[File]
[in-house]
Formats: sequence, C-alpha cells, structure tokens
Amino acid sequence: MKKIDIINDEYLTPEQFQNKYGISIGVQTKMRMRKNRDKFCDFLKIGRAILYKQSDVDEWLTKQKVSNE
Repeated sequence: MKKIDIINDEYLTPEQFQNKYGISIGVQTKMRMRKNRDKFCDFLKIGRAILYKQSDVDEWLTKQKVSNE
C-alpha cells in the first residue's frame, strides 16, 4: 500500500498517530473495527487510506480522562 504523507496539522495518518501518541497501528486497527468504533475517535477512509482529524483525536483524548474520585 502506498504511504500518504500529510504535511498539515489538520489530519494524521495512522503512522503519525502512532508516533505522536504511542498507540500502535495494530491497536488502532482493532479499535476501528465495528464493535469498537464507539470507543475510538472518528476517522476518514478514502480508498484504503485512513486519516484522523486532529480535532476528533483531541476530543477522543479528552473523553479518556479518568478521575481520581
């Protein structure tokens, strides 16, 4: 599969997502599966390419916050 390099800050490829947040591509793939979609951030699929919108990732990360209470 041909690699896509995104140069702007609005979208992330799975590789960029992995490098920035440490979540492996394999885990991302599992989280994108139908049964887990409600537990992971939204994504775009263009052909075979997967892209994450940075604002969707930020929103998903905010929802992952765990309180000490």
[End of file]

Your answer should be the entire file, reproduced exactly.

[in-house]
Formats: sequence, C-alpha cells, structure tokens
Amino acid sequence: MKKIDIINDEYLTPEQFQNKYGISIGVQTKMRMRKNRDKFCDFLKIGRAILYKQSDVDEWLTKQKVSNE
Repeated sequence: MKKIDIINDEYLTPEQFQNKYGISIGVQTKMRMRKNRDKFCDFLKIGRAILYKQSDVDEWLTKQKVSNE
C-alpha cells in the first residue's frame, strides 16, 4: 500500500498517530473495527487510506480522562 504523507496539522495518518501518541497501528486497527468504533475517535477512509482529524483525536483524548474520585 502506498504511504500518504500529510504535511498539515489538520489530519494524521495512522503512522503519525502512532508516533505522536504511542498507540500502535495494530491497536488502532482493532479499535476501528465495528464493535469498537464507539470507543475510538472518528476517522476518514478514502480508498484504503485512513486519516484522523486532529480535532476528533483531541476530543477522543479528552473523553479518556479518568478521575481520581
């Protein structure tokens, strides 16, 4: 599969997502599966390419916050 390099800050490829947040591509793939979609951030699929919108990732990360209470 041909690699896509995104140069702007609005979208992330799975590789960029992995490098920035440490979540492996394999885990991302599992989280994108139908049964887990409600537990992971939204994504775009263009052909075979997967892209994450940075604002969707930020929103998903905010929802992952765990309180000490």